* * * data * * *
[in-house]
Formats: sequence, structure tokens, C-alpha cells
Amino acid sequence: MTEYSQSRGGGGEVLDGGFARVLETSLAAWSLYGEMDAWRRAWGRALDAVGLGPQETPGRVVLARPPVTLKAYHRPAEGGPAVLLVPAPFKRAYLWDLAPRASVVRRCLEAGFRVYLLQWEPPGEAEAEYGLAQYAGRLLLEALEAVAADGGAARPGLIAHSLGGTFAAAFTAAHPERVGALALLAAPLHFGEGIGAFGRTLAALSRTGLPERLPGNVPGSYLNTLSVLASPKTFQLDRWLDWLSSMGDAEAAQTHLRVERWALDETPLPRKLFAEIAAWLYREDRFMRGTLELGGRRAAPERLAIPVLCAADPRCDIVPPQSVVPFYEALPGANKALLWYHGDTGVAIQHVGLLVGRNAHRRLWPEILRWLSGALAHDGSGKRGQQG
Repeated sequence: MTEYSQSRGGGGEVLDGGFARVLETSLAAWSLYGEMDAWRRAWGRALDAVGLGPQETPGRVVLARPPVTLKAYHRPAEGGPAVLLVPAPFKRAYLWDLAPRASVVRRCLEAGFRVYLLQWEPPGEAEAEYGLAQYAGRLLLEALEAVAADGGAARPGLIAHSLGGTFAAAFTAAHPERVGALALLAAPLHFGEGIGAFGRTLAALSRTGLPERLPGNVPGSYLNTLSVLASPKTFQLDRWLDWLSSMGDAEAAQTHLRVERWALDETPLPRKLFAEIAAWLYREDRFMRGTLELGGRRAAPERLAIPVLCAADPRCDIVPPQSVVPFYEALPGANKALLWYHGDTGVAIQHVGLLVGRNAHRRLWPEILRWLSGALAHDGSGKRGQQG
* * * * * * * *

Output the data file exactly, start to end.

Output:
[in-house]
Formats: sequence, structure tokens, C-alpha cells
Amino acid sequence: MTEYSQSRGGGGEVLDGGFARVLETSLAAWSLYGEMDAWRRAWGRALDAVGLGPQETPGRVVLARPPVTLKAYHRPAEGGPAVLLVPAPFKRAYLWDLAPRASVVRRCLEAGFRVYLLQWEPPGEAEAEYGLAQYAGRLLLEALEAVAADGGAARPGLIAHSLGGTFAAAFTAAHPERVGALALLAAPLHFGEGIGAFGRTLAALSRTGLPERLPGNVPGSYLNTLSVLASPKTFQLDRWLDWLSSMGDAEAAQTHLRVERWALDETPLPRKLFAEIAAWLYREDRFMRGTLELGGRRAAPERLAIPVLCAADPRCDIVPPQSVVPFYEALPGANKALLWYHGDTGVAIQHVGLLVGRNAHRRLWPEILRWLSGALAHDGSGKRGQQG
Repeated sequence: MTEYSQSRGGGGEVLDGGFARVLETSLAAWSLYGEMDAWRRAWGRALDAVGLGPQETPGRVVLARPPVTLKAYHRPAEGGPAVLLVPAPFKRAYLWDLAPRASVVRRCLEAGFRVYLLQWEPPGEAEAEYGLAQYAGRLLLEALEAVAADGGAARPGLIAHSLGGTFAAAFTAAHPERVGALALLAAPLHFGEGIGAFGRTLAALSRTGLPERLPGNVPGSYLNTLSVLASPKTFQLDRWLDWLSSMGDAEAAQTHLRVERWALDETPLPRKLFAEIAAWLYREDRFMRGTLELGGRRAAPERLAIPVLCAADPRCDIVPPQSVVPFYEALPGANKALLWYHGDTGVAIQHVGLLVGRNAHRRLWPEILRWLSGALAHDGSGKRGQQG